U.K. hikes taxes and slashes spending in tough budget after Truss chaos

U.K. hikes taxes and slashes spending in tough budget after Truss chaos

Gross domestic product is now expected to contract by 1.4% next year compared with a projection for growth of 1.8% in the previous outlook published in March by the independent Office for Budget Responsibility (OBR).

Since then, Britain’s economy has come under strain from an inflation rate now above 11%, a slowing global economy and a bout of severe financial market volatility during Truss’s brief term as prime minister.

Hunt said the OBR forecasts laid out “starkly the impact of global headwinds on the U.K. economy.”

The OBR forecast GDP would grow by 1.3% in 2024 and by 2.6% in 2025, Hunt said, compared with its previous forecasts for growth of 2.1% and 1.8% respectively.

He said the OBR saw inflation at 9.1% in 2022, up from its March forecast of 7.4%, and at 7.4% next year, up from a previously forecast 4.0%.

Hunt and Sunak have said they will restore investor confidence in Britain after Truss’s failed experiment with unfunded tax cuts.

She quit after just 50 days in Downing Street when her policies sent the pound to an all-time low against the U.S. dollar, threatened chaos in the housing market and forced the Bank of England to intervene to prop up the bond markets.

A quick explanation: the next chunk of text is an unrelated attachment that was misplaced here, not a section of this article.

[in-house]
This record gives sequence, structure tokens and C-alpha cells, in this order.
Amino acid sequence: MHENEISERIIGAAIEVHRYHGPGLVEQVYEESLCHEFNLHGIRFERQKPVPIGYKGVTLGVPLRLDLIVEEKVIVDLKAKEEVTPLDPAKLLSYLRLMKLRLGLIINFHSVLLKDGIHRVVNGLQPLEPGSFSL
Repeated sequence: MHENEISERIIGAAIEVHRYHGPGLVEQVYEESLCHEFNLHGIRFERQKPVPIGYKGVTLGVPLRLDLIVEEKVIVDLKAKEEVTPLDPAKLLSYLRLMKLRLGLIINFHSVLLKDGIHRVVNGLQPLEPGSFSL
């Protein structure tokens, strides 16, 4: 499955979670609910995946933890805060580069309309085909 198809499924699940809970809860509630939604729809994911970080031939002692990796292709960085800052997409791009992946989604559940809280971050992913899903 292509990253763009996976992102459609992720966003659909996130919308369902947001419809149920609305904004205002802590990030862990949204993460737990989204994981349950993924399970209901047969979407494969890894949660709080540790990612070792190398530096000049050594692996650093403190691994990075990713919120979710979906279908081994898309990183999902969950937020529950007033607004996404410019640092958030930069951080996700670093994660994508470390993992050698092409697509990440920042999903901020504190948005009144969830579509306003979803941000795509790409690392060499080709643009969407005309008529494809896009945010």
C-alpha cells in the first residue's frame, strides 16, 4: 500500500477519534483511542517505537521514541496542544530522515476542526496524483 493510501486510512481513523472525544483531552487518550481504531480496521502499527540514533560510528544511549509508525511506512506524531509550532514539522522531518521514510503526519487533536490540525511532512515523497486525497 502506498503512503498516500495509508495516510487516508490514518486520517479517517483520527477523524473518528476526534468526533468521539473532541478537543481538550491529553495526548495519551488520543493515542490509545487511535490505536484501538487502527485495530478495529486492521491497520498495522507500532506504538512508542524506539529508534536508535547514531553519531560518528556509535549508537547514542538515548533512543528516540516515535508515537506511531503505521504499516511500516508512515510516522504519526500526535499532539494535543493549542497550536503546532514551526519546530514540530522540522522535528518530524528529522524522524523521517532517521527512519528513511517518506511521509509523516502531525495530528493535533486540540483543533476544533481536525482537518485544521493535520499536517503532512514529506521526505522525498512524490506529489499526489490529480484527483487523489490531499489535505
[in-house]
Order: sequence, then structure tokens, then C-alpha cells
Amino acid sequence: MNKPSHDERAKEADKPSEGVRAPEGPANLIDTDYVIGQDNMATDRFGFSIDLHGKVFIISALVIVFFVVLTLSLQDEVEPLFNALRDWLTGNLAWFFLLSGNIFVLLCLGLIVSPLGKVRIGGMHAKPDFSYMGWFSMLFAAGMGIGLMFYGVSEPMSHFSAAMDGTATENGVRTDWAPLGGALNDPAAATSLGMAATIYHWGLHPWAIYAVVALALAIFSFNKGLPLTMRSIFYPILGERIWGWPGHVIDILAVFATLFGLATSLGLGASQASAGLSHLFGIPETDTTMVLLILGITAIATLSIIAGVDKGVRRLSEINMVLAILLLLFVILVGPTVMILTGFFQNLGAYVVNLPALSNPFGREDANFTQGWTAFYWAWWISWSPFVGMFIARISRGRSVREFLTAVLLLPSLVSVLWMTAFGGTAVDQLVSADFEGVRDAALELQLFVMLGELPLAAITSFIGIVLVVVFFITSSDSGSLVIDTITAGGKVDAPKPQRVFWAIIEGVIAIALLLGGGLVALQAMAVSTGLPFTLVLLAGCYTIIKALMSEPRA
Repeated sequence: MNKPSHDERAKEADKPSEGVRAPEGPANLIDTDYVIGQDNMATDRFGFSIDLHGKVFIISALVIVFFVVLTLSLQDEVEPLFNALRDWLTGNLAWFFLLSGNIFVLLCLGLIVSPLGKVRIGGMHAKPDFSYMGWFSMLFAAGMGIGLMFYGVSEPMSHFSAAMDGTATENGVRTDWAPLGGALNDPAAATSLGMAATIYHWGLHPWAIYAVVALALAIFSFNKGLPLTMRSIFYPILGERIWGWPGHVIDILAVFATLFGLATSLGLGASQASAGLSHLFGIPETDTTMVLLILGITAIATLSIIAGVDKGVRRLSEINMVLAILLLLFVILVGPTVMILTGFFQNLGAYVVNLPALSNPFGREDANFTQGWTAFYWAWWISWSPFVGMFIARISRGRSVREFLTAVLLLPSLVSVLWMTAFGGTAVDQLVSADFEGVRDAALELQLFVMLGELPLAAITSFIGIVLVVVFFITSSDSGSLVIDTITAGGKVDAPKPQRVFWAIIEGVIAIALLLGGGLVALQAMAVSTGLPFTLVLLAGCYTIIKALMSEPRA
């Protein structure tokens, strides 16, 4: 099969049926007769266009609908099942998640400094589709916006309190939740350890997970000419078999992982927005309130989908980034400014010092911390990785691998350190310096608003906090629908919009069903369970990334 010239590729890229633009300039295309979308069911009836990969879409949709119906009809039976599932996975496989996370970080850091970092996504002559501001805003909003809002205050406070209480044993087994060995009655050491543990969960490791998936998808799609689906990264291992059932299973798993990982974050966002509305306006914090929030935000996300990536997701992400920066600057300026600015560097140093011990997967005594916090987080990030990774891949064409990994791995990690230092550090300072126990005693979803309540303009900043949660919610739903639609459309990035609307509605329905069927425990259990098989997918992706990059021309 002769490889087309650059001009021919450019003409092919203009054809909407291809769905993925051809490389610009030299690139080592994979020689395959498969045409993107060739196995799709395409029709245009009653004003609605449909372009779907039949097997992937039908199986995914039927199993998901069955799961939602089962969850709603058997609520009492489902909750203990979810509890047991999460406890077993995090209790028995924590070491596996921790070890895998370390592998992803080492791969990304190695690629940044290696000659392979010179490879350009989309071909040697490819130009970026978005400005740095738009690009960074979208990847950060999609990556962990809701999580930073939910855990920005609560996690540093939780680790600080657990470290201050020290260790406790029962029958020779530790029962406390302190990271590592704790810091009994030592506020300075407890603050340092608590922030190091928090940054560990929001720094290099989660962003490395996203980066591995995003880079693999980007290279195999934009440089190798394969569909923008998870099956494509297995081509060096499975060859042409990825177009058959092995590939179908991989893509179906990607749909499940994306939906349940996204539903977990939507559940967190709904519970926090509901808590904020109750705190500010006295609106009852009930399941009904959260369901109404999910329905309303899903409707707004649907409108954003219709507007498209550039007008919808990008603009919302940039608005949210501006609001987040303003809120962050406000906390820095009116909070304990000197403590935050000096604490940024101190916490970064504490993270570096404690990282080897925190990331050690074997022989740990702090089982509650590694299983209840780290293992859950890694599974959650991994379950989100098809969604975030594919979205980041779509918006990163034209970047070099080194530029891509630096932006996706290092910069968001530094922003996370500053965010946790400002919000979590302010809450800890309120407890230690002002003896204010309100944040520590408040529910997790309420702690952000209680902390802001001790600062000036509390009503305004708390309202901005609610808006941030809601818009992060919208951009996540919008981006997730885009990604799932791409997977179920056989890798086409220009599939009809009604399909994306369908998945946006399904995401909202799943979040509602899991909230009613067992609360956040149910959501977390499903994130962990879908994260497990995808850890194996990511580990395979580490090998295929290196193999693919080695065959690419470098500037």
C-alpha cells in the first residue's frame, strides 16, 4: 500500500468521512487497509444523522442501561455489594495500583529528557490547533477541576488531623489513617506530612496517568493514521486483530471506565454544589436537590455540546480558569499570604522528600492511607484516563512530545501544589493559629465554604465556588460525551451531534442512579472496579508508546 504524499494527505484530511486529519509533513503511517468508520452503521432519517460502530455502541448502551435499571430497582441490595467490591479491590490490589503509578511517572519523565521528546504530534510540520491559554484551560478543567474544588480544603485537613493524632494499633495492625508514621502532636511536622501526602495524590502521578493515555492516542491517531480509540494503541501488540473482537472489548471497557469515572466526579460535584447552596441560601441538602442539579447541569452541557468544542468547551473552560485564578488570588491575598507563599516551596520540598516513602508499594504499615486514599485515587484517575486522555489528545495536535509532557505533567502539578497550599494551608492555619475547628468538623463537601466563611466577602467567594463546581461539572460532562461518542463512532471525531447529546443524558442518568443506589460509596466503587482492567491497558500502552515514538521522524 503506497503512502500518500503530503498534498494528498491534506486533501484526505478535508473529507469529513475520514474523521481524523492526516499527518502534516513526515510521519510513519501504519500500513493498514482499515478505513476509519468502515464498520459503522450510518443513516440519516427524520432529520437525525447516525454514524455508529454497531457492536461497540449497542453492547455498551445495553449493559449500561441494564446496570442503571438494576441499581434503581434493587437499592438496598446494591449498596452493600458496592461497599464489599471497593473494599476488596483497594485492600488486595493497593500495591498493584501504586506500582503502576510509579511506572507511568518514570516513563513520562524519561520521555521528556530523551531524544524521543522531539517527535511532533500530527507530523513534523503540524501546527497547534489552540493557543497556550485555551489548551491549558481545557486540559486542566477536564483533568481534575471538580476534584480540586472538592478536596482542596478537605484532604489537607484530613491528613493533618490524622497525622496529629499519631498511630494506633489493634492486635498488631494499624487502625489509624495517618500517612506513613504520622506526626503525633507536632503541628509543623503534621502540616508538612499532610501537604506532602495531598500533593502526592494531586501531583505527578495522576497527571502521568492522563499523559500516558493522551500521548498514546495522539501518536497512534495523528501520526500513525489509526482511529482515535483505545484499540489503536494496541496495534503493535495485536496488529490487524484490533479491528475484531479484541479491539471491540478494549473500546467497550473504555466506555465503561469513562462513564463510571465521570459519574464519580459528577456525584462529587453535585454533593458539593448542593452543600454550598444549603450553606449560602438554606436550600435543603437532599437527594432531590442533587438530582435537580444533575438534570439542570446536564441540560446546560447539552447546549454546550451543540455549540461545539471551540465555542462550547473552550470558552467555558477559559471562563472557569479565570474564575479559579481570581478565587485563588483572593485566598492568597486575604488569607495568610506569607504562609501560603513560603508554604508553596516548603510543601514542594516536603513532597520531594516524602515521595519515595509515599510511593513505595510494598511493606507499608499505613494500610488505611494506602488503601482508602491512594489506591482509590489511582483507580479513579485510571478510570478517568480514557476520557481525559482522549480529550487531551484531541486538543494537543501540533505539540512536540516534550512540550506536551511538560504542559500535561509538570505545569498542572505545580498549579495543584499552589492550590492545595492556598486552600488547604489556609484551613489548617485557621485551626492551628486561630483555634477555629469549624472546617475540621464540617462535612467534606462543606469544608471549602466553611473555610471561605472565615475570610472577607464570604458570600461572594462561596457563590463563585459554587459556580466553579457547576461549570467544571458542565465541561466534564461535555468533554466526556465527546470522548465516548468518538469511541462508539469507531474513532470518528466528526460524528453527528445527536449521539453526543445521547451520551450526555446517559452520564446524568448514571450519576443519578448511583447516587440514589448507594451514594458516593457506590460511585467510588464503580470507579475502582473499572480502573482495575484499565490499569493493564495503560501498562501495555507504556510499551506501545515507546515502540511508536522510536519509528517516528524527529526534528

Hunt said the OBR judged that Britain — where high inflation is creating a cost-of-living crisis — is already in recession.

It is the only Group of Seven economy yet to recover its pre-pandemic size, having previously suffered a decade of near-stagnant income growth.

Hunt had warned in the days leading up to Thursday’s announcement that he could only slow a rise in borrowing costs by showing investors that Britain’s 2.45 trillion-pound ($2.91 trillion) debt mountain will start to fall as a share of GDP.

Thursday’s forecasts by the OBR showed that target would be met in the 2027/28 financial year.

Critics have warned against a return to the kind of tight spending controls pursued by the ruling Conservative Party for much of the past 12 years, saying it would hurt already stretched public services and the lives of millions of households, deepening the expected recession in the process

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